ton had written thus for the coarfeft palates he could 
not have poured forth his bitter and undaunted fatire 
in fuch perilous times." 



HE battle of Floddon has had many 
chroniclers, and ftudents of hiftory are 
familiar with its details, but it is ne- 
ceffary, in order thoroughly to under- 
ftand Skelton's ballad, that the ground 
fhould be gone over yet once again. 

James IV., King of Scots, was in the feventeenth year 
of his age when he afcended the throne, having been 
born 17 May, 1471, and yet even at this early age he 
had pafTed through much trouble. He never ceafed 
to bear in mind that his father's fad and violent death 
had placed him upon the throne ; reached as it was by 
the fearful ftep of filial rebellion. The confederate 
barons rofe againft James III., who marched on Stirling, 
where Shaw, the governor of the caftle and guardian 
to the young prince, refufed him admiffion. The 
confederates approached, and the prince joined them. 


{o that both fides difplayed the Royal Standard. It 
was at Sauchie Burn, between Bannockburn and 
Stirhng, that the armies joined. The fight was very far 
from defperate, but the timorous king fled. His grey 
horfe galloping along, was frightened by a miller's wife 
dropping the pitcher which flie was filling at a well, 
and the king was thrown to the ground. He was 
carried into the miller's houfe and laid on a bed, where 
he difclofed himfelf, and defired that a prieft fhould be 
fummoned to fhrive him. The woman ran out calling 
for a prieft for the king, and a man who was paffing 
at the time, under pretence of performing this laft 
office of the church, entered the houfe and ftooped 
over the king's bed, and ftabbed him many times. The 
feigned prieft fled, and was never found.* 

' Lindfay's "Chronicles of Scotland" gives the following ac- 
count of the king's death: — " Cuming throw the toun of Bannock- 
burne, anc voman perceaved ane man cuming fafi; vpoun hors, fhoe 
being carricing in watter, cam faft away and left the jug behind 
her ; fo the Kingis hors lap the burne and flak of friewill quhair- 
fra the voman cam. The King being evill fittin, (i.e. riding badly) 
fell aff his hors befoir the mylne doore of Bannockburne, and fo 
was bruifed with the fall, being heavie in armour, that he fell in 
ancdcadlie fowne : And the miller and his wayfF harlcd him into 
the mylne, and not knowing quhat he was, keft him vp in ane nuik 
and covered him with ane cloath ; . . . . And be the Kingis 
enemies war retciring back, the King himfelff over came lying 
in the mylne, and crycd, if thair was anc prcift to mak his 
confefTioun. The myller and his wayft' heiring thir wordis, in- 
quyrcd of him quhat man he was, and what was his name. He 


His father's death preyed upon young James's mind, 
for although he was not adlively aflbciated with it, yet 
he could not but deem himfelf to have been in fome 
refpeds the caufe of the king's tragic end, as he was 
in arms againft his father at the time. 

Holinfhed fays : " his eldeft fon James the fourth 
was crowned King of Scotland and began his reigne 
the 24 of June in the yeare 1488 being not pad fix- 
teene yeeres of age, who notwithftanding that he had 
beene in the field with the nobles of the realme againft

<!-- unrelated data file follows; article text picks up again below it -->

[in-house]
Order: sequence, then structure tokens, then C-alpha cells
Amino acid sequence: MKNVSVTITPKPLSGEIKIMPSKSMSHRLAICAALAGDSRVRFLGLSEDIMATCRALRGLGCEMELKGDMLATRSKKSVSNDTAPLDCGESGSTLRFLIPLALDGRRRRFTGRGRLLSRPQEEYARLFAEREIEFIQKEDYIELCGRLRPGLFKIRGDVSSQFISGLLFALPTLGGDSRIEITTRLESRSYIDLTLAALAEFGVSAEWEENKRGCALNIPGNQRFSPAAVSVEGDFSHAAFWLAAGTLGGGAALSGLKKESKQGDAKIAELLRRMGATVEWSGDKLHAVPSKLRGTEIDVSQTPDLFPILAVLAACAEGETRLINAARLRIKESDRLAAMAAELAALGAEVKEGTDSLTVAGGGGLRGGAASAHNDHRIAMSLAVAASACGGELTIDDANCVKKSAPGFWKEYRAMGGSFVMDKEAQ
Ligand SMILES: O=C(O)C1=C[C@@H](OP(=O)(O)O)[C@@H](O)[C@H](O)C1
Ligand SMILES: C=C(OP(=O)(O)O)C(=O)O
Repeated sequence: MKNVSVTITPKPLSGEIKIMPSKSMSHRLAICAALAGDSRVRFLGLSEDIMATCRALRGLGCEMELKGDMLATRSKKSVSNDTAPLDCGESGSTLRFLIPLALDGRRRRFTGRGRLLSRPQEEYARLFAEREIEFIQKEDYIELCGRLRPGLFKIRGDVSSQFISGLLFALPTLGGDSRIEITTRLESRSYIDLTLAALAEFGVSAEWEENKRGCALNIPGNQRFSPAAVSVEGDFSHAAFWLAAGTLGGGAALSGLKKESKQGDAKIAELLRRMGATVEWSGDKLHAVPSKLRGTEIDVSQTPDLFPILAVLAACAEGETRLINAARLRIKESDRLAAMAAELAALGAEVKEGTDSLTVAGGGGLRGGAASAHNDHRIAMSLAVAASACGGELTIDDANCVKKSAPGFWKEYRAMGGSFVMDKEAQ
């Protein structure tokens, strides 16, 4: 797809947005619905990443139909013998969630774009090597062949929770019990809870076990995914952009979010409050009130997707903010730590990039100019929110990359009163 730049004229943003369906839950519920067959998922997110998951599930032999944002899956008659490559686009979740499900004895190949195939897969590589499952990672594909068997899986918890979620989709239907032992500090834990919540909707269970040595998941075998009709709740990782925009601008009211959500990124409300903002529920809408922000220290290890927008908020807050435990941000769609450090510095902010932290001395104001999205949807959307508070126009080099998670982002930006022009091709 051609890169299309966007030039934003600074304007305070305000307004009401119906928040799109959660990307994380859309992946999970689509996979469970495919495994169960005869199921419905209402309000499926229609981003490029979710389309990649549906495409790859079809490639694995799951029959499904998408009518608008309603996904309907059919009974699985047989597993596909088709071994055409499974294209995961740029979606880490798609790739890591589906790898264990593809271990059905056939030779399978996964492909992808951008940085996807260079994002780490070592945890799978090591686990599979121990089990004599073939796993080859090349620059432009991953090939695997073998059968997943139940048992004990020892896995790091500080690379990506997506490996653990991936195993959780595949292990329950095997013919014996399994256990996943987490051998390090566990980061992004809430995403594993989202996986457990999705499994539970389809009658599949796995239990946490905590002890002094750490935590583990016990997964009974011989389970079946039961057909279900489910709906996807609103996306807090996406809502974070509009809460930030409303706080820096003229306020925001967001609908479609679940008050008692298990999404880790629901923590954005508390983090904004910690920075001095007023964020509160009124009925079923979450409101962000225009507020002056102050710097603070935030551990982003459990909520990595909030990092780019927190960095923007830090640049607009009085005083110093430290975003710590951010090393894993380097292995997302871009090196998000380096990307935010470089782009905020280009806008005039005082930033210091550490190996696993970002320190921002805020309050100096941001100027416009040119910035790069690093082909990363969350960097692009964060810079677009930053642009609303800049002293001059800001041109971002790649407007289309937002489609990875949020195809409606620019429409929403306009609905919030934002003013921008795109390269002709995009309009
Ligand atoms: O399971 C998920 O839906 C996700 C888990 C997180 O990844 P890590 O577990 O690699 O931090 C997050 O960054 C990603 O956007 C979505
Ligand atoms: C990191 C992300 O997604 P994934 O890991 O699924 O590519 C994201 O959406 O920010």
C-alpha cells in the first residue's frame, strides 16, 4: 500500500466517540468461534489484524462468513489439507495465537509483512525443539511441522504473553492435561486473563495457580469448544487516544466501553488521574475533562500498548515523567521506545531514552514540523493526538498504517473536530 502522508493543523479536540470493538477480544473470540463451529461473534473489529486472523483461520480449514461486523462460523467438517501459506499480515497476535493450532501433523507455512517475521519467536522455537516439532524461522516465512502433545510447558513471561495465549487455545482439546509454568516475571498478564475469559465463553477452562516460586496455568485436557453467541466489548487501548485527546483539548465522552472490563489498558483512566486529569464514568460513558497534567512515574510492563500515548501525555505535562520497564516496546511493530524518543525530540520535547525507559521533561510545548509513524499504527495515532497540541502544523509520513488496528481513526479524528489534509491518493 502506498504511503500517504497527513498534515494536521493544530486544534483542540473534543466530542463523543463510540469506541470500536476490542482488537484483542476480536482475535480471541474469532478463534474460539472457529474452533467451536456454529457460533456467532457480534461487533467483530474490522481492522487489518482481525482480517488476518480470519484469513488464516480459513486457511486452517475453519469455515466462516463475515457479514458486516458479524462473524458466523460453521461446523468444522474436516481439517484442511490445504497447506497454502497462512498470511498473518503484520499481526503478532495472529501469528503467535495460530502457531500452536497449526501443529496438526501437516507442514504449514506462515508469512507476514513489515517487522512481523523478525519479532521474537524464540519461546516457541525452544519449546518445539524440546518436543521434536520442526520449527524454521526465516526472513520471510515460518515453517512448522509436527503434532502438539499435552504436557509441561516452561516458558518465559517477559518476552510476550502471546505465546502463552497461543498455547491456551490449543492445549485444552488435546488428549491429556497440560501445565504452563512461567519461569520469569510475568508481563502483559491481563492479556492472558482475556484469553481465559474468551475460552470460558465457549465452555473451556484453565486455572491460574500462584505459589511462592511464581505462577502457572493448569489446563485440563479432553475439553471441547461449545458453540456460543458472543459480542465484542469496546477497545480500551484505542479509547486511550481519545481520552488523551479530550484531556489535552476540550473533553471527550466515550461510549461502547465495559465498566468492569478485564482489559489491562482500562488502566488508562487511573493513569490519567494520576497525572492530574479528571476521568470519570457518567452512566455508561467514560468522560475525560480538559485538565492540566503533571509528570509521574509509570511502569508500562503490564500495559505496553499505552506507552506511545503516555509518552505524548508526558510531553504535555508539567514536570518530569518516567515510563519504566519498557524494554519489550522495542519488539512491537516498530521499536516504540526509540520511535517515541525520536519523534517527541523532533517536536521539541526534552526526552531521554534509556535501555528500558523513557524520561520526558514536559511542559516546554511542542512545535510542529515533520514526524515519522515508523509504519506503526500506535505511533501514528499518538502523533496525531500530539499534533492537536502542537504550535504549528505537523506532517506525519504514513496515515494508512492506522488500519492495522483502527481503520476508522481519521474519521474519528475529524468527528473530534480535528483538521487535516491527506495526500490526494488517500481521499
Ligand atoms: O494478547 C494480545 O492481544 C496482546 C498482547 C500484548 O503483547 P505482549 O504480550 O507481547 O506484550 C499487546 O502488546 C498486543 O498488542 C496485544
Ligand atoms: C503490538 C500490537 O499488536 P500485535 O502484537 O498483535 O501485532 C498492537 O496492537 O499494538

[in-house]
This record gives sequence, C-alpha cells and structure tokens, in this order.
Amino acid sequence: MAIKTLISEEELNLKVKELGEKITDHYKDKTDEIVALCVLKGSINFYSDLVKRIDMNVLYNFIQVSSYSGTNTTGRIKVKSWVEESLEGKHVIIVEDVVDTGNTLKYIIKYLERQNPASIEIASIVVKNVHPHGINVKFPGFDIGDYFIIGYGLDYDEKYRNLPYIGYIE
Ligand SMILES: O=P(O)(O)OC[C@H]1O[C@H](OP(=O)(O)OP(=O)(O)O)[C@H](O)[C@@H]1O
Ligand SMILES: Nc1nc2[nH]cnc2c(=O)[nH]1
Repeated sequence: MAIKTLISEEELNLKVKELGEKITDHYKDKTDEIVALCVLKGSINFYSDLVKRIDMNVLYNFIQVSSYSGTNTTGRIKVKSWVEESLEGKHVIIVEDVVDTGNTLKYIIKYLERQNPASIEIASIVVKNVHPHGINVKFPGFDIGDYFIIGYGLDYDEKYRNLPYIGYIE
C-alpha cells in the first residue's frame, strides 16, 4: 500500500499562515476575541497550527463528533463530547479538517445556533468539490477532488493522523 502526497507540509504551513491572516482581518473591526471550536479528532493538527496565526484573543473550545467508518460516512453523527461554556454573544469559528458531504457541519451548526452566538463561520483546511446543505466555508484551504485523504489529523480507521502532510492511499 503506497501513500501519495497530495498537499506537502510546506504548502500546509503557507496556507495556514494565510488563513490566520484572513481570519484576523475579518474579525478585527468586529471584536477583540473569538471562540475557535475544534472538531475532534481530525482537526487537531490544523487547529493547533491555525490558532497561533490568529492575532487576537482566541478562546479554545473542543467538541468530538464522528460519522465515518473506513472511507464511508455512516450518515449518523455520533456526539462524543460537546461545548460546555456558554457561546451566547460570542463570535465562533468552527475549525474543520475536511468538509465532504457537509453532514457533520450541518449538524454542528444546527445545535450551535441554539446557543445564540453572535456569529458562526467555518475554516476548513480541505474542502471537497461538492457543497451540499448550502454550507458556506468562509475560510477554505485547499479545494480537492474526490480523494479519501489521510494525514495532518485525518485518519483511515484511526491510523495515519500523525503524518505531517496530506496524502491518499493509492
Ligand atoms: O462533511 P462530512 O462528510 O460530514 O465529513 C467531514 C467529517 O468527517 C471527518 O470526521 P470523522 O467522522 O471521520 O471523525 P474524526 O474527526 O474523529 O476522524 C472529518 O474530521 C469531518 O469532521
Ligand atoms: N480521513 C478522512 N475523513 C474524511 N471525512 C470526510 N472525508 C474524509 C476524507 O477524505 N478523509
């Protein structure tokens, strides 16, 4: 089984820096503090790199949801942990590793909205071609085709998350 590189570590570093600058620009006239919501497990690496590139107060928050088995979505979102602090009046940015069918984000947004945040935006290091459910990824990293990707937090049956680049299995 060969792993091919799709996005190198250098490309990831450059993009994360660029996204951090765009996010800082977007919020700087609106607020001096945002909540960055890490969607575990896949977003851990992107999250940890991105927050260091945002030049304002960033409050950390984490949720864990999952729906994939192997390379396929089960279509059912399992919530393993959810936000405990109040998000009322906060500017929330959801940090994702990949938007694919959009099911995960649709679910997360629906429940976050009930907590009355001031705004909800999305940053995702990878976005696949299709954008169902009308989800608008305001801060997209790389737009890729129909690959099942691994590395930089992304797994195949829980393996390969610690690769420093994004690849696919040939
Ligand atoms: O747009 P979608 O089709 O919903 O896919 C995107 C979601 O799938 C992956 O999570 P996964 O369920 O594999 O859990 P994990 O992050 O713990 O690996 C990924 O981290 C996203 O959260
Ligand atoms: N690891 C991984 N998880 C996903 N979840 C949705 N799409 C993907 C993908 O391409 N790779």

his father, that contrarie to his mind was flaine ; yet 
neuerthelefle afterwards, hee became a right noble 
prince & feemed to take great repentance for that 
his offenfe, and in token therof, he ware continuallie 
an iron chaine about his midle all thedaiesof his life." 

happened to fay, vnhappilie ' This day at morne I was your King' 
Than the milleris wayfF clapped her handis, and ran furth and 
cryed for ane prieft. In this meane tyme ane prieft was cuming 
by ; fum fays he was my lord Grayes fervand ; quho anfweired 
and faid " heir am I ane preift, quhair is the King ?" Then the 
milleris wayfF tuik the prieft by the hand, and led him in at the 
mylne doore, and how foone the faid preift faw the King, he knew 
him incontinent, and kneilled doun on his knies, and fpeired at the 
Kingis grace if he might live if he had guid leichment : he an- 
fweired him he trowed he might bot he wold have had a preift to 
tak his adwyce, and to give him his facrament. The preift an- 
fweired, that fall I doe haiftilie, — and pulled out ane whinger, and 
ftrak him four or fyve tymes evin to the heart, and fyne gatt him 
on his back and had him away. Bot no man knew quhat he did 
with him, nor quhair he buried him." 


This chain he increafed in weight every year by the 
addition of another hnk, and it was the abfence of this 
chain on the king's body when found after the battle 
of Floddon that caufed the rumour that he was not 
killed, but had efcaped, and would come again to reign 
over his country. 



THER principal events connedled with 
England in the reign of James IV, are 
the affiftance and countenance which 
the king gave to Perkin Warbeck, and 
his marriage with Margaret, the daugh- 
ter of Henry VII., with whom he received a portion 
of ^10,000, a jointure of £1,000 per annum, and 
yearly pin money to the value of /!33i 6s. %d. 
being fettled by the king on his confort. The 
royal pair were married in June, 1502, Margaret 
being taken to her hufband by the very Earl of 
Surrey who was deftined afterwards to meet the king, 
and conquer him at Floddon. The old chronicler^ 
tells the ftory very quaintly, " On the fixteenth of 
June King Henrie tooke his iournie from Richmond, 
with his daughter the faid ladie Margaret, and came to 

' Holindied. 


Coliwefton, where his mother the Countefle of Rich- 
mond then laie. And after he had remained there 
certeine daies in paftime and great folace, he tooke 
leaue of his daughter, giuing her his blefling with a 
fatherly exhortation, and committed the conveiance of 
hir into Scotland vnto the earle of Surreie, and others. 
The earle of Northumberland, as then warden of the